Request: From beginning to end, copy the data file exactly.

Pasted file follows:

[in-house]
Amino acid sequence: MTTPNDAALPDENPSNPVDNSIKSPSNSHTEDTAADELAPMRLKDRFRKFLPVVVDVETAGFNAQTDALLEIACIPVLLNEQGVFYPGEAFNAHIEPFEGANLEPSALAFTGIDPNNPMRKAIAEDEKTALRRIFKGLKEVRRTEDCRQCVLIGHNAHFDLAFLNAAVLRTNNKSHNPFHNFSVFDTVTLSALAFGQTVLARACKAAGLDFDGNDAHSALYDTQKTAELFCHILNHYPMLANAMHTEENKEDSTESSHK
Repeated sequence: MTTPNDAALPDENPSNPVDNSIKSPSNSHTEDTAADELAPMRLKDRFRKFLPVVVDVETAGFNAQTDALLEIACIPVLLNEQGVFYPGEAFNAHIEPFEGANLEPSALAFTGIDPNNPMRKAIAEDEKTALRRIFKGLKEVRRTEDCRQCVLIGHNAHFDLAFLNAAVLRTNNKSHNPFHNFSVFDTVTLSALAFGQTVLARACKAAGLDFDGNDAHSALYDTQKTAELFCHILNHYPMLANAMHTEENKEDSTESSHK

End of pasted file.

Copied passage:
[in-house]
Amino acid sequence: MTTPNDAALPDENPSNPVDNSIKSPSNSHTEDTAADELAPMRLKDRFRKFLPVVVDVETAGFNAQTDALLEIACIPVLLNEQGVFYPGEAFNAHIEPFEGANLEPSALAFTGIDPNNPMRKAIAEDEKTALRRIFKGLKEVRRTEDCRQCVLIGHNAHFDLAFLNAAVLRTNNKSHNPFHNFSVFDTVTLSALAFGQTVLARACKAAGLDFDGNDAHSALYDTQKTAELFCHILNHYPMLANAMHTEENKEDSTESSHK
Repeated sequence: MTTPNDAALPDENPSNPVDNSIKSPSNSHTEDTAADELAPMRLKDRFRKFLPVVVDVETAGFNAQTDALLEIACIPVLLNEQGVFYPGEAFNAHIEPFEGANLEPSALAFTGIDPNNPMRKAIAEDEKTALRRIFKGLKEVRRTEDCRQCVLIGHNAHFDLAFLNAAVLRTNNKSHNPFHNFSVFDTVTLSALAFGQTVLARACKAAGLDFDGNDAHSALYDTQKTAELFCHILNHYPMLANAMHTEENKEDSTESSHK